Getting Over Someone You Love

He asked if I was hurt by what he’d said.

Unable to give a straight answer, I said we’d better go back to friends and tried to repress my hurt with “positive” words that I didn’t know if I really meant.

When the person who gave you so much happiness, suddenly tells you that he isn’t sure of you, you feel like a drug addict who was told the supply would stop.

I knew I didn’t want to do the same as I would have used to, which is to find another connection to distract me from my pain. So I turned to the internet, looking for answers to stop the bleeding. I read through content that offered some promising advice.

Like: “The way to get over someone is the same as the way to getting them back, by no contact, and making that person feel like they had lost you.”

Like: “The way to get over someone is to focus on self growth, so you don’t surround yourself with negativity and fill yourself with a sense of achievement instead.”

I had tried a bit of both, and didn’t feel inspired.

Somehow, I wasn’t fully convinced. They seemed to rely too much on taking our minds off the person I simply couldn’t take my mind off of.


Last night, I was speaking to a friend whom I admired a lot for her good humor and openness.

We were talking about marriage, and I asked what the benefits were of love and commitment to her. She felt marriage made her selfless. She was willing to sacrifice her own happiness for another because of the commitment she made, and because of that she also reaped the benefits of being happy when the other person was happy.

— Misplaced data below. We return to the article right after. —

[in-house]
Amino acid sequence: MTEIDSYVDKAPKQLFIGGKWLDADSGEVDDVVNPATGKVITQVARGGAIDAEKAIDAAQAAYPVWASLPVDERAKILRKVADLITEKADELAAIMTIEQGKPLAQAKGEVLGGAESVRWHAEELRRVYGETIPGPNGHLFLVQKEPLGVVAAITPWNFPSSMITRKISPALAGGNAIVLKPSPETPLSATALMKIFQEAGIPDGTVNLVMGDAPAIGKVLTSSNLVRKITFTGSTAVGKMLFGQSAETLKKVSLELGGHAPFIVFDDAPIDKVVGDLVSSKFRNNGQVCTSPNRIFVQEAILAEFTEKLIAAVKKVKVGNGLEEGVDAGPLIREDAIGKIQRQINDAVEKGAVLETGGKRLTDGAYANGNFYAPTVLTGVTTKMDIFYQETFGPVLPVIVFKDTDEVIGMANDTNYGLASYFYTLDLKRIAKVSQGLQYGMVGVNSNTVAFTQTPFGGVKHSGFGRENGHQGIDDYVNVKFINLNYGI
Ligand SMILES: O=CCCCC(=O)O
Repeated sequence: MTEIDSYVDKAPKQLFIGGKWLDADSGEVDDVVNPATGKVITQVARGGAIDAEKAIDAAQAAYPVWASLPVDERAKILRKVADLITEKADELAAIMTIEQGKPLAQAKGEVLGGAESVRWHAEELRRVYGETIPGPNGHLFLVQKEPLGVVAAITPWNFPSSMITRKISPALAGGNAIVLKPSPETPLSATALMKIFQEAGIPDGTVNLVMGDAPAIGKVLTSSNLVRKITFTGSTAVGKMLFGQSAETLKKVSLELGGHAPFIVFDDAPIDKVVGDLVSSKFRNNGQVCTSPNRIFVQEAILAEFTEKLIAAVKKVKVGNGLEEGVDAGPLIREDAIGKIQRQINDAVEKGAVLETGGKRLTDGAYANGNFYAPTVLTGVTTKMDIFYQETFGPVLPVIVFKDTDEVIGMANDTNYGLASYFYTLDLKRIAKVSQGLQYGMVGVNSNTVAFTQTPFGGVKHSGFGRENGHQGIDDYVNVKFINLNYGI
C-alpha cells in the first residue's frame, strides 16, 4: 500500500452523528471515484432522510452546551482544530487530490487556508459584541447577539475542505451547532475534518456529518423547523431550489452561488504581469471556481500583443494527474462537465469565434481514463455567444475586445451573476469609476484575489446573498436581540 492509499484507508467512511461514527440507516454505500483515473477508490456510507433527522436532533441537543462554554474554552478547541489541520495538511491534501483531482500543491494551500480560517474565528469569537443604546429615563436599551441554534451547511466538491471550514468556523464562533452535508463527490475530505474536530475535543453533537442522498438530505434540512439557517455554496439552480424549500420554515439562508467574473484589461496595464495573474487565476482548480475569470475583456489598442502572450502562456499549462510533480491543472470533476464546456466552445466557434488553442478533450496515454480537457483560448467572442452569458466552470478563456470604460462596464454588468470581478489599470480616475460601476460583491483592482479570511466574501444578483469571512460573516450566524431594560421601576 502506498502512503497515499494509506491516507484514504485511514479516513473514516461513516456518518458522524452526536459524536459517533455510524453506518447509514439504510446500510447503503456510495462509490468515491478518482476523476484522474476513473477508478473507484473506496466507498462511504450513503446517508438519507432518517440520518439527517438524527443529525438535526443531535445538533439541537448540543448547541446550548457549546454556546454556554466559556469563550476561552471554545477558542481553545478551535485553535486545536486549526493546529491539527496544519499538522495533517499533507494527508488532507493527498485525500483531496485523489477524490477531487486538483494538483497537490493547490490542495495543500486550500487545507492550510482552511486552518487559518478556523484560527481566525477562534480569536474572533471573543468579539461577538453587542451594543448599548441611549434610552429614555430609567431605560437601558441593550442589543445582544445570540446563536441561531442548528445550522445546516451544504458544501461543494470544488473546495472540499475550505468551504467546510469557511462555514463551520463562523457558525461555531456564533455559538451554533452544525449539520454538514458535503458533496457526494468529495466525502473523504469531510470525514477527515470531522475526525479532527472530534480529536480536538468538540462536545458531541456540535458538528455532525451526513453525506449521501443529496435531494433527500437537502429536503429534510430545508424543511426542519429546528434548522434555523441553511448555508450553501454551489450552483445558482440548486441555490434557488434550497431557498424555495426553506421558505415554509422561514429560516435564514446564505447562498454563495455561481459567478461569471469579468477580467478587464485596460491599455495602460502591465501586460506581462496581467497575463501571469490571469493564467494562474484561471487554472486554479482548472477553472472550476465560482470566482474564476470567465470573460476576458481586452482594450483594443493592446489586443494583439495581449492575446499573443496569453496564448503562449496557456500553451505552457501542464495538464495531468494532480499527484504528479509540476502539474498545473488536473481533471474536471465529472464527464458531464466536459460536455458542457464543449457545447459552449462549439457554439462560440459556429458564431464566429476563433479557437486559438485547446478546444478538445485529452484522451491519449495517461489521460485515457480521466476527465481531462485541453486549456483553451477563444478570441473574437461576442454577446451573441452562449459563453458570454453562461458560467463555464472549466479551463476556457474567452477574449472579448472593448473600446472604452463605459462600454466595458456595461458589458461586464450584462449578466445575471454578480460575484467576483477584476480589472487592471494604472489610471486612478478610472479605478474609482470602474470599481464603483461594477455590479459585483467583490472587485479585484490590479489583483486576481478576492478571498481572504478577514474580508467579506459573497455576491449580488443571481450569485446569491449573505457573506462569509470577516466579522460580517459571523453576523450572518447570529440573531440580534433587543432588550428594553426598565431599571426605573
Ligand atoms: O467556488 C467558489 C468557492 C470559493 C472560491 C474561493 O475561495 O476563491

It was a sharing of emotions and responsibilities as two people become one unit.

And it struck me.

If I really loved someone, it would not satisfy me that I either make him feel like I am better off without him, or I do not care for him. It’s what bugged me about those advices.

These ways come from a place of selfishness.

And the way to truly get over someone, is to be selfless.

He was struggling to figure out if he really had feelings for me. Of course that hurt. But it doesn’t mean that I don’t know how I feel. I am sure that I care for him very deeply. So it was very unnatural to pull that root of care out of my heart, it would not only make me feel even more hurt but also breed a terrible feeling of hate.

If I really care for him, then I would reap the benefits of his happiness. I would sacrifice my own wishes to be with him, so that he would feel comfortable with himself and with us.

What I needed to do is to be there for the person I want to get over. I should be vulnerable to him without pressuring him with my insecurities.

In the end, I am not getting over him. I am getting over myself, my needs and my desires, by respecting him, his needs and his desires.

With that, I felt at peace.





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